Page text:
I remember the first time a Hero WOD actually meant something to me. Ryan1. It was a gritty five rounds of 7 muscle ups and 21 burpees, each round finishing up with a straight body jump one foot above max standing reach. It was named for Ryan Hummert2, a firefighter in Maplewood, Missouri. On July 21, 2008, Hummert was responding to a routine vehicle fire when a sniper opened fire on first responders. Hummert was killed, and two others were wounded. The gunman then set his home on fire, killing himself in the process.
My husband and I moved to Maplewood not long after Hummert’s death and bought a house blocks away from that tragic shooting. I never got the privilege of meeting Ryan, but his presence was felt everywhere in the small community – from the beautiful park named for him (with a hillside view of the St. Louis Arch), the 5K that brought out first responders running in full gear, and the scholarship fund. And then, of course, there’s his WOD, which lit up my triceps and delts, and made me remember the sacrifice Hummert made for the sake of his community and made me feel his loss more acutely.
That’s what CrossFit Hero WODs are supposed to do. They’re grueling by nature, usually longer or more difficult than the standard CrossFit workout (and that’s saying something). They aren’t necessarily about meeting standards of fitness, like a benchmark workout (though I would argue, some of them achieve both – looking straight at you, Murph3). They aren’t necessarily about mastering a new skill, like a GHD sit up, handstand push ups or squat snatches. And it’s definitely not about the glory of the CrossFIt athletes going through them.
Each Hero WOD comes with a story, a tragedy, a person – a CrossFit service member who made the ultimate sacrifice for our freedoms, or an exemplary member of the CrossFit community who have since passed. The pain of the workouts is the point. They’re SUPPOSED to be uncomfortable. Our pain is temporary, fleeting, you do the workout and then you get to go home, take a shower and put your feet up. The sacrifice these fallen soldiers have made is forever.
In doing research for this article, I was frankly shocked at how many CrossFit Hero WODs were dedicated to women. Typically when I think of WODs for women, I think about the CrossFit benchmark workouts, “The Girls”4 as Greg Glassman dubbed them. I think about the thrusters of Fran WOD5, the mindless repetition of pull ups, push ups and squats of Cindy WOD6 and the ridiculously high number of wall balls of Karen WOD7 (my least favorite of the CrossFit girl WODs…and one that I have to do Wednesday. Thanks, Coach!). I don’t think about the women heroes, these fallen soldiers, who have CrossFit workouts dedicated to them. I should.
Here is a complete listing of CrossFit workouts bearing the name of a woman hero. I encourage you to take a look, read their stories and work some of these into your CorssFit workouts. These women have the right for their names and legacies to be held up, and for us to stress, work and sweat in their honor.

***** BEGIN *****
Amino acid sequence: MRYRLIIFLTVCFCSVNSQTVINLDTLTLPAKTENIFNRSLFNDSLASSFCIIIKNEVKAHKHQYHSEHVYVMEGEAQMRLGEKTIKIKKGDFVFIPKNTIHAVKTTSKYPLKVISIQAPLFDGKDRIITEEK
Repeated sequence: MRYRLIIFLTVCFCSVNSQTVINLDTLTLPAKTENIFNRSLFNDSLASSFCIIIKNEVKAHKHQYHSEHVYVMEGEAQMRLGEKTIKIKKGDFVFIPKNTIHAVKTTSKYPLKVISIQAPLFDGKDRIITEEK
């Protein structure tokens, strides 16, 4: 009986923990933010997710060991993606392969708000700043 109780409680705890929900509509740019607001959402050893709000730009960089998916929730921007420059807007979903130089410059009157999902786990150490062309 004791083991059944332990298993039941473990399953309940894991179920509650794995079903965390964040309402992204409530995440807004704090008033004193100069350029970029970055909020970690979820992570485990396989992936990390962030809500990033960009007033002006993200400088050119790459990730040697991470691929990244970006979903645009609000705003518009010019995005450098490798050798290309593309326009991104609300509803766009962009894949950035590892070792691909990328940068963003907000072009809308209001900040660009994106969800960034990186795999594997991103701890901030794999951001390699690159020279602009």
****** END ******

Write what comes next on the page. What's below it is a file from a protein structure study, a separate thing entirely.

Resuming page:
“Emily” CrossFit Hero WOD
Ten rounds for time of:
30 double unders
15 pull ups
Rest 2 minutes
In memory of Second Lt. Emily Jazmin Tatum Perez8. Perez was the first African American officer in US military history to die in combat. She died while serving in Iraq on September 12, 2006.
“Hildy” CrossFit Hero WOD
100 calorie row
75 thrusters, 45 lb. barbell
50 pull ups
75 wall ball shots, 20 lb. wall ball
100 calorie row
Wear a twenty pound vest or body armor if available.
In memory of Army Spc. Hilda Clayton9. Clayton was a U.S. Army combat photographer who died of injuries sustained in a live-fire training exercise in Afghanistan on July 2, 2013.
“Jennifer” CrossFit Hero WOD
Complete as many rounds as possible in 26 minutes of:
10 pull ups
15 kettlebell swings
20 box jumps
In memory of Canadian 1st Class Constable Jennifer Kovach10. Kovach died March 14, 2013, when her squad car was involved in a motor vehicle accident while responding to a call for service.
“Jenny” CrossFit Hero WOD
Complete as many rounds as possible in 20 minutes of:
20 45-lb. overhead squats
20 45-lb. back squats
In memory of U.S. Army Capt. Jennifer M. Moreno11. Moreno, an Army nurse, died October 6 in Afghanistan of injuries when her unit was attached with an improvised explosive device.
“Kerrie” CrossFit Hero WOD
Wearing a weight vest, ten rounds for time of:
20 sit ups
15 push ups
Rest 2 minutes
In memory of Kerrie Orozco12 of the Omaha Police Department. A member of the city’s gang unit, Orozco was killed during a felony arrest warrant, when gunfire erupted on May 20m 2015. She was set to start her maternity leave just hours later for her daughter, Olivia Rose, who had been born prematurely.
“Lumberjack 20” CrossFit Hero WOD
20 deadlifts (275lbs)
20 kettlebell swings
20 overhead squats (115 lbs)
20 bar pull ups (Chest to Bar)
20 box jumps (24″)
20 dumbell squat cleans (45lbs each)
On Nov. 5, 2009, Major Nidal Hasan attacked fellow soldiers and civilians at Ford Hood, Texas. He killed 12 soldiers and wounded 43. The Lumberjack 20 is in memory of all victims. Among them was Sgt. Amy Krueger13, Private Francheska Velez14 (who was pregnant at the time) and Lt. Col. Juanita Warman15.
“The Seven” CrossFit Hero WOD
Seven rounds for time of:
7 handstand push ups
7 thrusters (135 lbs)
7 knees to elbows
7 deadlifts (245 lbs)
7 kettlebell swings
7 pull ups
“White” CrossFit Hero WOD
Five rounds for time of:
15′ rope climb, 3 ascents
10 toes to bar
21 walking lunge steps on alternating legs with 45lb plate held overhead
In memory of US Army 1st Lt. Ashley White17. White was killed during combat operations in Kandahar Province, Afghanistan on October 22, 2001 when the assault force she was supporting triggered an improvised explosive device.
Kendra Whittle is a writer, novice CrossFitter, marathon runner and triathlete. She lives in St. Louis with her husband, three kids and two dogs.